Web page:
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Yule logs have taken over the internet. And no, we're not talking about cake

Sahil Bhalla | Updated on: 14 February 2017, 2:39 IST

It's hard to explain the Yule log video phenomenon without sounding like one is talking about some ritual on Mars.

Because at one level, all explanations notwithstanding, it's inexplicable.

Each year there are televised videos of log fires burning and nothing else happening.

That's it.

A video of a fireplace with a log burning. You can hear the crackling of the fire. You can see the flames leaping about the fireplace, the shadows dancing on the hearth.

And that's all you see, because absolutely nothing else happens.

It's a phenomenon that's been in place since 1966 but only recently exploded on the interwebs.

The custom of burning the Yule Log actually dates to before medieval times and was originally a Nordic tradition. According to whychristmas.com, "The Yule Log was originally an entire tree that was carefully chosen and brought into the house with great ceremony. The largest end of the log would be placed into the fire hearth while the rest of the tree stuck out into the room! The log would be lit from the remains of the previous year's log which had been carefully stored away and slowly fed into the fire through the Twelve Days of Christmas."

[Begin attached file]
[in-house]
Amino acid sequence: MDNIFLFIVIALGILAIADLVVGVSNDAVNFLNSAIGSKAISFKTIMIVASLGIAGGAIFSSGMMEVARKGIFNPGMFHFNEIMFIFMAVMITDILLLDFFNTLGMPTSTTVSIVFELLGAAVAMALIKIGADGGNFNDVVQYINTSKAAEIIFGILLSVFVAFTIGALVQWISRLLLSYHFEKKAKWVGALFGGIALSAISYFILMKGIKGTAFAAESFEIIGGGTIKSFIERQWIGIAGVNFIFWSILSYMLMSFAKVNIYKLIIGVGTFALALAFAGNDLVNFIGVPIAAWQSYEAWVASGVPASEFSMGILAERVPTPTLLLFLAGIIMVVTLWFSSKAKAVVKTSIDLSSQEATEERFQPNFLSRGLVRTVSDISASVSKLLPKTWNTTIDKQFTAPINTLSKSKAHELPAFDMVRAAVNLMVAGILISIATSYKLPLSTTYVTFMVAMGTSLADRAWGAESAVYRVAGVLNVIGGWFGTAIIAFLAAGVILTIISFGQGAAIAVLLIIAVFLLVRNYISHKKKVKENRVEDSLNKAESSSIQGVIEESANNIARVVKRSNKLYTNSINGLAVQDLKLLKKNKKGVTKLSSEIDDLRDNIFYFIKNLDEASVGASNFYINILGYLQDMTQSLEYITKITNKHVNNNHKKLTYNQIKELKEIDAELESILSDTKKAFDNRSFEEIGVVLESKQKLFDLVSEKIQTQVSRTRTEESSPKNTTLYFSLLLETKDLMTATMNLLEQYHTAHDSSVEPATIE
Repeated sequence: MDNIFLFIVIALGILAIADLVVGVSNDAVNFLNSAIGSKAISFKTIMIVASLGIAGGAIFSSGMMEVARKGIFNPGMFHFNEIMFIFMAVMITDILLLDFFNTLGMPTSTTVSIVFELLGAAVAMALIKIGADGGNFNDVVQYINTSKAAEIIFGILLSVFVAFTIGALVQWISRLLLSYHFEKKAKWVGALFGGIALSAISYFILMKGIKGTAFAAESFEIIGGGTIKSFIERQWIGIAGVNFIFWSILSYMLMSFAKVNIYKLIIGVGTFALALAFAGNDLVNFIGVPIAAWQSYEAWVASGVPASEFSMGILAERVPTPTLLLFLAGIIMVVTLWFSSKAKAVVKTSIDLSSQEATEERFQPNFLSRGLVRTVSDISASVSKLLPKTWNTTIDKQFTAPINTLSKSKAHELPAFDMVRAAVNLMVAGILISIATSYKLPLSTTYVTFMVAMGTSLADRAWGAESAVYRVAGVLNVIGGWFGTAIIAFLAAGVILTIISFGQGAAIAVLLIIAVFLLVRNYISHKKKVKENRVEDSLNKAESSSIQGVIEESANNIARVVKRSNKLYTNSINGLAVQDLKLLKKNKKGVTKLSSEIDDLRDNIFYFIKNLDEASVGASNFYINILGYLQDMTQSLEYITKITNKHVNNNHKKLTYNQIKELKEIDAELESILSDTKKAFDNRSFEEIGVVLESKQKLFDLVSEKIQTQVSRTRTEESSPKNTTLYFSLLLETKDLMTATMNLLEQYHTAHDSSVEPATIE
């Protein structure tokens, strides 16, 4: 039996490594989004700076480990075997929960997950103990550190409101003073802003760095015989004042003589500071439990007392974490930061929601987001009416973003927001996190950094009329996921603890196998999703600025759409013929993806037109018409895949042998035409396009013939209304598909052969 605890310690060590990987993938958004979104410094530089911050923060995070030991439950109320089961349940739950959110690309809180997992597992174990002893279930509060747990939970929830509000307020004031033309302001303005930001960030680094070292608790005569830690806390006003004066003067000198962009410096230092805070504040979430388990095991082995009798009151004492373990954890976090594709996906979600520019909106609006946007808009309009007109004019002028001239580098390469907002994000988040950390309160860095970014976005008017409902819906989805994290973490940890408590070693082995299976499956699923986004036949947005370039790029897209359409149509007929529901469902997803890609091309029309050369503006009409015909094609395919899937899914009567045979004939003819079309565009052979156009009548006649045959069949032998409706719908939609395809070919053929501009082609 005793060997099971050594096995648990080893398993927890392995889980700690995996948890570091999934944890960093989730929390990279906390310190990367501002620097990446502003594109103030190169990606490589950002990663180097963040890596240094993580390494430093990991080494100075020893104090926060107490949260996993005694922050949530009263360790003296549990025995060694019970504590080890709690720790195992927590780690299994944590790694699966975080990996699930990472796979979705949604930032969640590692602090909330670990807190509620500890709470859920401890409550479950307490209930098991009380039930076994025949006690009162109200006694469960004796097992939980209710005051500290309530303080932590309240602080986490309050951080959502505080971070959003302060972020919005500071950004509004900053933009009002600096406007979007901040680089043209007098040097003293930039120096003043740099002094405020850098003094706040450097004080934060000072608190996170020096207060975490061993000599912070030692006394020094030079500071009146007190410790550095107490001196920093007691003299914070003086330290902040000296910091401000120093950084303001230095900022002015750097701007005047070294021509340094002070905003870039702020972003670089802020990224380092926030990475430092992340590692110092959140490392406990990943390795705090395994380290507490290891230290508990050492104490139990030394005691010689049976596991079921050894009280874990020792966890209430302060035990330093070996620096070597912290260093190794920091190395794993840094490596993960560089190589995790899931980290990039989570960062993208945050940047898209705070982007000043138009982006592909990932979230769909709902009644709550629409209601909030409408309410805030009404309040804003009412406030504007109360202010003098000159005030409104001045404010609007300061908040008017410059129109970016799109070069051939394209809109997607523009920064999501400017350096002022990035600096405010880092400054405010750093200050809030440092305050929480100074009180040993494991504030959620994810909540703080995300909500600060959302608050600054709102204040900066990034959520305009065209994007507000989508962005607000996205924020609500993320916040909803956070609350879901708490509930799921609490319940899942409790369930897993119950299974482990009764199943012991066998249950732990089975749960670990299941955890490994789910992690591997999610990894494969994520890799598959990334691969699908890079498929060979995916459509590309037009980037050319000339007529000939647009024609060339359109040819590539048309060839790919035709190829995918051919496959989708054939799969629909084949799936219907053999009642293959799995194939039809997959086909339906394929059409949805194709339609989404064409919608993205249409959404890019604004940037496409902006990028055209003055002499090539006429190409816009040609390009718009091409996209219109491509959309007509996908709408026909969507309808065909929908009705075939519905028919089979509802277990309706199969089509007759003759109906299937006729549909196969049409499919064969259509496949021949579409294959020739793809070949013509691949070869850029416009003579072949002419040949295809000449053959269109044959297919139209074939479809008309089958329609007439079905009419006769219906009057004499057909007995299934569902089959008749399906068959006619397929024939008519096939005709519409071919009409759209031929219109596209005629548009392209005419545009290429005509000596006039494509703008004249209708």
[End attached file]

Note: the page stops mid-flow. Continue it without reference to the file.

Come 2015, though, and the Yule Log is no longer in your living room, it's on the internet - in the form of digital videos of a fire burning, for as long as you have the patience to watch.

Even if you'd never registered the phenomena before, in the past week or so, it's been almost impossible to escape the sight of Hollywood actor Nick Offerman in a new take on the yule log - one in which a human being sits in front of the same log fire, a shot of whiskey at his side, and stares silently into the camera.

For 45 minutes.

In the hands of a lesser actor, it wouldn't work. In the hands of a lesser director - this silent 45 minute tribute to the Yule Log video was directed by Werner Herzog - it wouldn't work.

But miraculously, this particular video just works, and how.

Odes are already being written to the acting chops that allow Offerman to look unspeakingly into a camera for 45 minutes and get the better of it. Analyses have already been written of the performance. Minute-by-minute's traded - even by those who realise they may be overthinking the stuff.

The internet sees your Yule Log, and raises you one better

It started out being a video of a fire burning. Over the year, the Yule log video is more meme than trope, and you can now watch five straight hours of a burning Darth Vader yule log, which is, predictably, not as enticing as the original fire thing.